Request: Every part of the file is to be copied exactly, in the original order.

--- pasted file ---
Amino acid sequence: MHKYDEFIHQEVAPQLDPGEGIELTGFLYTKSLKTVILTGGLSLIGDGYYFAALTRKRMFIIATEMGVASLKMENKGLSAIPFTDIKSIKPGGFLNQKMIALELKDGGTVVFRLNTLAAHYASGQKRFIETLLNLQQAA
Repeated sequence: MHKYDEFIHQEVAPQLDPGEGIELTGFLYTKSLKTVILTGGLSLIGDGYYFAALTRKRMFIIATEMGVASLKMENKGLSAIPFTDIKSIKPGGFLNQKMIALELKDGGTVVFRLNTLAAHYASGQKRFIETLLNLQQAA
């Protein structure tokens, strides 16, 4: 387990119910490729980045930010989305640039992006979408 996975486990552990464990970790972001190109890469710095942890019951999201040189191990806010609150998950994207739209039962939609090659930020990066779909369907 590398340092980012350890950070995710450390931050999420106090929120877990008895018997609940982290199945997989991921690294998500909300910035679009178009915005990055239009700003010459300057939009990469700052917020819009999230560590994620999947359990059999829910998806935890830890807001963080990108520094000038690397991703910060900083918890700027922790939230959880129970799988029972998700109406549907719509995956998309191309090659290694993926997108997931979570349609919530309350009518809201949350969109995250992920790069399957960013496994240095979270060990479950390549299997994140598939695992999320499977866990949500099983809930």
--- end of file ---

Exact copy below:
Amino acid sequence: MHKYDEFIHQEVAPQLDPGEGIELTGFLYTKSLKTVILTGGLSLIGDGYYFAALTRKRMFIIATEMGVASLKMENKGLSAIPFTDIKSIKPGGFLNQKMIALELKDGGTVVFRLNTLAAHYASGQKRFIETLLNLQQAA
Repeated sequence: MHKYDEFIHQEVAPQLDPGEGIELTGFLYTKSLKTVILTGGLSLIGDGYYFAALTRKRMFIIATEMGVASLKMENKGLSAIPFTDIKSIKPGGFLNQKMIALELKDGGTVVFRLNTLAAHYASGQKRFIETLLNLQQAA
């Protein structure tokens, strides 16, 4: 387990119910490729980045930010989305640039992006979408 996975486990552990464990970790972001190109890469710095942890019951999201040189191990806010609150998950994207739209039962939609090659930020990066779909369907 590398340092980012350890950070995710450390931050999420106090929120877990008895018997609940982290199945997989991921690294998500909300910035679009178009915005990055239009700003010459300057939009990469700052917020819009999230560590994620999947359990059999829910998806935890830890807001963080990108520094000038690397991703910060900083918890700027922790939230959880129970799988029972998700109406549907719509995956998309191309090659290694993926997108997931979570349609919530309350009518809201949350969109995250992920790069399957960013496994240095979270060990479950390549299997994140598939695992999320499977866990949500099983809930």